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Bobby Johnson Mysteriously Retires from Vanderbilt Football

Why should we care about Vanderbilt football?

It’s no power program. The university is regarded for its academics, not known for its ability to compete in the tough SEC. A glance at Bobby Johnson’s overall record won’t impress anyone.  Is it really a big deal that he announced his retirement on Wednesday? Does it matter to the game?


Johnson began his coaching career at Furman University in 1976, working his way through several assistant roles and into the job of defensive coordinator. In 1993, he left to assume that title at nearby Clemson, but after a single season returned to Greenville, South Carolina to take the reins of Furman football.

In his time as the head coach of the Paladins he turned around a struggling Division 1-AA program, his efforts culminating in 3 consecutive trips to the divisional playoffs in 1999-2001. In his final season with the team he guided the Paladins to the title game before falling 13-6 to Montana.  Despite the loss, it was one of the most successful seasons in school history. To this day, Furman is one of only 5 private universities to have appeared in the FCS (formerly 1-AA) championship game.

In 2002, Johnson took over at Vanderbilt, a university with little modern success and few bowl appearances. In the twenty years preceding Johnson’s tenure, the Commodores had exactly zero winning seasons. The closest they came to .500 over that span was Gerry DiNardo’s 5-6 campaign in 1991.

Johnson was taking on a thankless task. There were no illusions that his presence would suddenly undo years of football failures and lead to some untold glory. The man just wanted to coach D-1 football.  

Vandy couldn't have asked for a better 'face of the program'

Think of Bobby Johnson as the anti-Petrino. He never had 5-star talent or eye-popping revenues to work with.  He was mired at the bottom of the best football conference in the nation. There was no questioning his football acumen and coaching talent, and he certainly could have parlayed the opportunity into another gig. A less demanding, less discouraging gig.

That didn’t happen.

Instead, Johnson stayed with the Commodores for 8 seasons, despite inheriting a team coming off of a 2-win effort. In fact, over his first 4 years Johnson himself finished with 2 per season. But in the next 4, Johnson led Vandy to 21 total wins and the team’s first non-losing season in 2 decades.  His 2008 team started the year 5-0, and though it ultimately limped to a 6-6 regular season, Vanderbilt earned a bowl berth for the first time since 1982. 

And on December 31st, 2008, in Nashville’s Music City Bowl, the Commodores beat Boston College 16-14. It was the team’s first bowl win since 1955- a span of more than half a century.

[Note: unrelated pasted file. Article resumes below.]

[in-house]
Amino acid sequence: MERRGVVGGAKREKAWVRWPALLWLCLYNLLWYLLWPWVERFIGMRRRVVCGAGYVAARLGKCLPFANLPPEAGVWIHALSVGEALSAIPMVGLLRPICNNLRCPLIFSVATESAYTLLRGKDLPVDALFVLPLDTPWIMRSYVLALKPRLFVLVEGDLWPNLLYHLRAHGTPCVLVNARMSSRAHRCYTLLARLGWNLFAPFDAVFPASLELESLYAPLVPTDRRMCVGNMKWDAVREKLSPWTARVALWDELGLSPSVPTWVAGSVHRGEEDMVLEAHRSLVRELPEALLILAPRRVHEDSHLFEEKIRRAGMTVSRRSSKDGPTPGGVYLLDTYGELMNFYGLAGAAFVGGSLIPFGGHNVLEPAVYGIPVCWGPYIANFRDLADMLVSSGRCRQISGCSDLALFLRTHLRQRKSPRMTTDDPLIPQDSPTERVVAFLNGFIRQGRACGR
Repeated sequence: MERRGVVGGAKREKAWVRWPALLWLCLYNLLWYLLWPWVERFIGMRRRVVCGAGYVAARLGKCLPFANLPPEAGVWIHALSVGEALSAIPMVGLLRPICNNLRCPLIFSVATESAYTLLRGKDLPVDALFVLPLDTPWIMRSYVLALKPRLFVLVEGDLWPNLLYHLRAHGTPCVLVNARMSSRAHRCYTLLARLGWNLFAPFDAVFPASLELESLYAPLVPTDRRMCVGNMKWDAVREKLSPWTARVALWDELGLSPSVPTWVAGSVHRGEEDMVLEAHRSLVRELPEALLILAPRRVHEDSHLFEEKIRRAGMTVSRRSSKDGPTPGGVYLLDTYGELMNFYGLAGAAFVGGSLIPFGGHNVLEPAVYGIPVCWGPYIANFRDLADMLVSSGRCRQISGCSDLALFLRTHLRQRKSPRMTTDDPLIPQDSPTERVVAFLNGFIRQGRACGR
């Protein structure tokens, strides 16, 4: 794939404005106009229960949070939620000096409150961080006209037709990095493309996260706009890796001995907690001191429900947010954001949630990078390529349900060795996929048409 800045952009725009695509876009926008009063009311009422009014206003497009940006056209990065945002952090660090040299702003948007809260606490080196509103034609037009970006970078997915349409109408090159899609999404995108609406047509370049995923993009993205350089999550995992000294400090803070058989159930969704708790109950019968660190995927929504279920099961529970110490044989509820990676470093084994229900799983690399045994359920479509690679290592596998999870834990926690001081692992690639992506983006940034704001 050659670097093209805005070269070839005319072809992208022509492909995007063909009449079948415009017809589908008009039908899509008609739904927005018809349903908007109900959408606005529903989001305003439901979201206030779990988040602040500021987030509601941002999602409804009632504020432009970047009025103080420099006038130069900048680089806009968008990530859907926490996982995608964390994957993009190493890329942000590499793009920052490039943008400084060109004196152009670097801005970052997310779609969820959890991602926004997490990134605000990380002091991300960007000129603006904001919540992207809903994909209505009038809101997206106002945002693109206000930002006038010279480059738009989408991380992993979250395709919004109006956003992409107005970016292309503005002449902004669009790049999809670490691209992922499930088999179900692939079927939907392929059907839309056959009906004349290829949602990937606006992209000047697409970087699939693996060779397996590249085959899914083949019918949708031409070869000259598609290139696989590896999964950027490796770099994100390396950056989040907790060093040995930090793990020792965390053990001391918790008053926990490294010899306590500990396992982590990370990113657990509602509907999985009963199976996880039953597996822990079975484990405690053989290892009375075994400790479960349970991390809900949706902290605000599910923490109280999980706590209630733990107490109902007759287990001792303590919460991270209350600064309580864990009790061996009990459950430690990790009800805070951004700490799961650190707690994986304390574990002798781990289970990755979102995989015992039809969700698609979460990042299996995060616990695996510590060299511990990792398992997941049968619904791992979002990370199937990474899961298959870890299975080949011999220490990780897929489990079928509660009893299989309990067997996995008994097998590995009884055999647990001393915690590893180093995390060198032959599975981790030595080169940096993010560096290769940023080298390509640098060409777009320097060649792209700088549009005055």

It’s easy enough to dismiss Johnson’s overall record at Vandy. 29-66 won’t turn any heads. That, however, does not define his legacy. The 2008 season does. The bowl victory does. As does the fact that during his tenure, Johnson ended losing streaks against 8 different SEC rivals, including in-state foe Tennessee. Beating the Vols 28-24 in 2005 ended a 22-game skid.

Bobby Johnson never had a lot to work with, but he knew his job. To encourage, to teach, and to improve his teams and players in whatever ways he could. He was a classy guy, a loyal guy working in a time and in an industry when loyalty and determination aren’t easy to find

Upon announcing his retirement, the 59 year old assured the media that the decision was not health-related. Nor did the move have anything to do with the program’s struggles over the years.  His announcement caught the university by surprise, and the program now turns to former assistant head coach Robbie Caldwell, whom Johnson declared “ready” for the responsibility.

Of his retirement, Johnson had this to say:

“I’ve decided to retire, not resign.It’s a tough decision with which my wife, Catherine, and I struggled. This is a personal decision. Football is not life, but it’s a way of life and it consumes your life. You only have so many years to live, and you want to see a different way.”

Vanderbilt’s Vice Chancellor David Williams offered this response:

“I am saddened by the fact Bobby has made this decision. At the same token, as I’ve said to the staff, it’s our obligation to respect his decision. I did try to talk Bobby out of it. I tried to talk him out of it yesterday. I tried to talk him out of it last night, and I tried to talk him out of it this morning…[After speaking with his wife Catherine,] I could tell from her voice I had lost.”"

Johnson never won a championship. He never went to the BCS or earned a number 1 ranking.  But he did serve as a reminder that coaching success is about more than winning. Befitting his career, he steps away with dignity and for the right reasons. And fans of the game should be sorry to see him go.

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